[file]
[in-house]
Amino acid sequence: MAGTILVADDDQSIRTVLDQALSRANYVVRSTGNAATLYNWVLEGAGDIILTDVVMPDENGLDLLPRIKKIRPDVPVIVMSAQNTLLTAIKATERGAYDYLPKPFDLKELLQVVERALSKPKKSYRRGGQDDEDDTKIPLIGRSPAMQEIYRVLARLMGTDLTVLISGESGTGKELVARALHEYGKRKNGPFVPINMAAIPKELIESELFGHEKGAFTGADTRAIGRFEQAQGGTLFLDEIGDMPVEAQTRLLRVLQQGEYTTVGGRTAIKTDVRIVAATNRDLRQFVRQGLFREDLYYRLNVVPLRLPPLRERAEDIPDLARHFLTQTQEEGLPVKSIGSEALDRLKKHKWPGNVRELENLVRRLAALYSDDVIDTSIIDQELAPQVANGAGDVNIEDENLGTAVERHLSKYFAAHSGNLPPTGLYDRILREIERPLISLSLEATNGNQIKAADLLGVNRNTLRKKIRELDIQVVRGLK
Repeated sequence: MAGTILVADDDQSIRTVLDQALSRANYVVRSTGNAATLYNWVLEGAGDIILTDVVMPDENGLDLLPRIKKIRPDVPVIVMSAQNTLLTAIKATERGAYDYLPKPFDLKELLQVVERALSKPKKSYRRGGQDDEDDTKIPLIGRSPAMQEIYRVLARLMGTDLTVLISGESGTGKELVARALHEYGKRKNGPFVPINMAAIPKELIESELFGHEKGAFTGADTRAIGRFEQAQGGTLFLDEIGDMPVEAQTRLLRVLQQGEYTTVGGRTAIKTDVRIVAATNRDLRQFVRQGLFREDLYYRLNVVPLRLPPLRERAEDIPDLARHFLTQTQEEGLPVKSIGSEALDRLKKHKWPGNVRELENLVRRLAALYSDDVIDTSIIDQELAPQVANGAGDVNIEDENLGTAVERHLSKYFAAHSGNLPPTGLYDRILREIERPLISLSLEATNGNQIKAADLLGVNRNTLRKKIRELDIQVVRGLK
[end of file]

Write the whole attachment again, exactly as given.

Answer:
[in-house]
Amino acid sequence: MAGTILVADDDQSIRTVLDQALSRANYVVRSTGNAATLYNWVLEGAGDIILTDVVMPDENGLDLLPRIKKIRPDVPVIVMSAQNTLLTAIKATERGAYDYLPKPFDLKELLQVVERALSKPKKSYRRGGQDDEDDTKIPLIGRSPAMQEIYRVLARLMGTDLTVLISGESGTGKELVARALHEYGKRKNGPFVPINMAAIPKELIESELFGHEKGAFTGADTRAIGRFEQAQGGTLFLDEIGDMPVEAQTRLLRVLQQGEYTTVGGRTAIKTDVRIVAATNRDLRQFVRQGLFREDLYYRLNVVPLRLPPLRERAEDIPDLARHFLTQTQEEGLPVKSIGSEALDRLKKHKWPGNVRELENLVRRLAALYSDDVIDTSIIDQELAPQVANGAGDVNIEDENLGTAVERHLSKYFAAHSGNLPPTGLYDRILREIERPLISLSLEATNGNQIKAADLLGVNRNTLRKKIRELDIQVVRGLK
Repeated sequence: MAGTILVADDDQSIRTVLDQALSRANYVVRSTGNAATLYNWVLEGAGDIILTDVVMPDENGLDLLPRIKKIRPDVPVIVMSAQNTLLTAIKATERGAYDYLPKPFDLKELLQVVERALSKPKKSYRRGGQDDEDDTKIPLIGRSPAMQEIYRVLARLMGTDLTVLISGESGTGKELVARALHEYGKRKNGPFVPINMAAIPKELIESELFGHEKGAFTGADTRAIGRFEQAQGGTLFLDEIGDMPVEAQTRLLRVLQQGEYTTVGGRTAIKTDVRIVAATNRDLRQFVRQGLFREDLYYRLNVVPLRLPPLRERAEDIPDLARHFLTQTQEEGLPVKSIGSEALDRLKKHKWPGNVRELENLVRRLAALYSDDVIDTSIIDQELAPQVANGAGDVNIEDENLGTAVERHLSKYFAAHSGNLPPTGLYDRILREIERPLISLSLEATNGNQIKAADLLGVNRNTLRKKIRELDIQVVRGLK